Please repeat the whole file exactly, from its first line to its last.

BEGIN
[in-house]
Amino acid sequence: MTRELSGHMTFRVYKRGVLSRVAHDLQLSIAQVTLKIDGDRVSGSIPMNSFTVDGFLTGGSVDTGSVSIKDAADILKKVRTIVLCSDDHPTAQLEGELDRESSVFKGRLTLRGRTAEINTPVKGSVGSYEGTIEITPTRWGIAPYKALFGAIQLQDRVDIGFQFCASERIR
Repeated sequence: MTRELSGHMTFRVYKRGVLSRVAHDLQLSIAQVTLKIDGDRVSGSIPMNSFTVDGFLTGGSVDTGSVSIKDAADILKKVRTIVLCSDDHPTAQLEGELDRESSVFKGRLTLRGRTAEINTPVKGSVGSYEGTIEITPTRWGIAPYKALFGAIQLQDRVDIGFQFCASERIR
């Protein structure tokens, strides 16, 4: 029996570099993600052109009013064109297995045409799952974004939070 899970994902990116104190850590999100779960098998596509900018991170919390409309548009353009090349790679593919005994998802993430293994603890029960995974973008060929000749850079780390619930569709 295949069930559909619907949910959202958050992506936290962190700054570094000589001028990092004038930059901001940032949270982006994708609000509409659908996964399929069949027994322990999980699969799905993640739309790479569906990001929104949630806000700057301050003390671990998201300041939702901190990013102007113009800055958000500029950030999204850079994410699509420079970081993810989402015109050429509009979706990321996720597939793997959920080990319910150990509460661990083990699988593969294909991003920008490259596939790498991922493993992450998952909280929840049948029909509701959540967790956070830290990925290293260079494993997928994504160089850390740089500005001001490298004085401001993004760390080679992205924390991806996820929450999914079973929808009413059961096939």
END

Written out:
[in-house]
Amino acid sequence: MTRELSGHMTFRVYKRGVLSRVAHDLQLSIAQVTLKIDGDRVSGSIPMNSFTVDGFLTGGSVDTGSVSIKDAADILKKVRTIVLCSDDHPTAQLEGELDRESSVFKGRLTLRGRTAEINTPVKGSVGSYEGTIEITPTRWGIAPYKALFGAIQLQDRVDIGFQFCASERIR
Repeated sequence: MTRELSGHMTFRVYKRGVLSRVAHDLQLSIAQVTLKIDGDRVSGSIPMNSFTVDGFLTGGSVDTGSVSIKDAADILKKVRTIVLCSDDHPTAQLEGELDRESSVFKGRLTLRGRTAEINTPVKGSVGSYEGTIEITPTRWGIAPYKALFGAIQLQDRVDIGFQFCASERIR
């Protein structure tokens, strides 16, 4: 029996570099993600052109009013064109297995045409799952974004939070 899970994902990116104190850590999100779960098998596509900018991170919390409309548009353009090349790679593919005994998802993430293994603890029960995974973008060929000749850079780390619930569709 295949069930559909619907949910959202958050992506936290962190700054570094000589001028990092004038930059901001940032949270982006994708609000509409659908996964399929069949027994322990999980699969799905993640739309790479569906990001929104949630806000700057301050003390671990998201300041939702901190990013102007113009800055958000500029950030999204850079994410699509420079970081993810989402015109050429509009979706990321996720597939793997959920080990319910150990509460661990083990699988593969294909991003920008490259596939790498991922493993992450998952909280929840049948029909509701959540967790956070830290990925290293260079494993997928994504160089850390740089500005001001490298004085401001993004760390080679992205924390991806996820929450999914079973929808009413059961096939």